Hickenlooper's shift reflects Colorado's experience with legalization, which has been neither "reefer madness" nor "pot paradise," as The New York Times puts it in a recent story. While cannabis consumption among adults is up, the Times notes, "state surveys do not show an increase in young people smoking pot." Furthermore, according to a study reported in the Journal of Cannabis Research last month, "permitting or not permitting recreational cannabis dispensaries in a community does not appear to change student cannabis use or perceptions towards cannabis."
Marijuana-related visits to emergency rooms are up, although some of that increase may be due to a greater willingness to seek help now that cannabis consumption is legal. While the number of drivers involved in fatal crashes who test positive for marijuana has risen, the Times notes, "a positive test does not necessarily mean the driver was high." (More on that here.)
While "legalization coincided with a 20 percent rise in violent crime rates in Colorado from 2012 to 2017," the Times says, "it is almost impossible to attribute broad changes in crime rates to just one cause." According to an analysis by University of Oregon economist Benjamin Hansen, "the homicide rates in Colorado and Washington were actually below what the data predicted they would have been given the trends in homicides from 2000-2012."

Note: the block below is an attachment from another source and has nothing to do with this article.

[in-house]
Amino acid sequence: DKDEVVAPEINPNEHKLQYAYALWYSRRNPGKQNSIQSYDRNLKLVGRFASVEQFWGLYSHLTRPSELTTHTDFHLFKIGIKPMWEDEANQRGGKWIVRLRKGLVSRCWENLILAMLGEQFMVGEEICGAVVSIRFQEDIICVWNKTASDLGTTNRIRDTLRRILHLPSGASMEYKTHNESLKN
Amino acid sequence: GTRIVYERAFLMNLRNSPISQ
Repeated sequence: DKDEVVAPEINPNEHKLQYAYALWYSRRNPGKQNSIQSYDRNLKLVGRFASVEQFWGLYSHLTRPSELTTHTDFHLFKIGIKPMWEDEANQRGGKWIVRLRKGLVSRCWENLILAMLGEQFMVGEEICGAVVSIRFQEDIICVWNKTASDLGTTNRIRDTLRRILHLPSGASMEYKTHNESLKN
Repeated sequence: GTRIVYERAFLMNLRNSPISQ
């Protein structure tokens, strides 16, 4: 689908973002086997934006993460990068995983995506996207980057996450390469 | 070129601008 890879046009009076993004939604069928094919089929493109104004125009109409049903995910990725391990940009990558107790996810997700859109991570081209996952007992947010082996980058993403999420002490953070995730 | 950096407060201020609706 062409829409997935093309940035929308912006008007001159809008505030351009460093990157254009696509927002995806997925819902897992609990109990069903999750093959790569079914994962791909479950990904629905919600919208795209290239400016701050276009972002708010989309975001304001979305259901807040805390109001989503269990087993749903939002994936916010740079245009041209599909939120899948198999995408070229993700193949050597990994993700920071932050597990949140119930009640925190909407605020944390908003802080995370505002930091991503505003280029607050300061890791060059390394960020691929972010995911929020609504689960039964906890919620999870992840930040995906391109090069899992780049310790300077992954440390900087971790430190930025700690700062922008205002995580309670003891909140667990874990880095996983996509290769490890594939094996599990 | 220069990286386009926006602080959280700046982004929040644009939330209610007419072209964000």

In the Times article, some Colorado residents complain about aspects of legalization that bother them, including odors from grow facilities and uncomfortable conversations with their children. But a 2016 poll found that only 36 percent of voters favored repealing Amendment 64, while most thought legalization's net effects had been positive or neutral. A 2017 survey found that 65 percent of Colorado voters supported legalization—up 10 percentage points from the 2012 election results.
Marijuana is by no means harmless, but neither is prohibition. Coloradans, now including John Hickenlooper, continue to prefer the costs of legalization to the costs of trying to forcibly prevent cannabis consumption.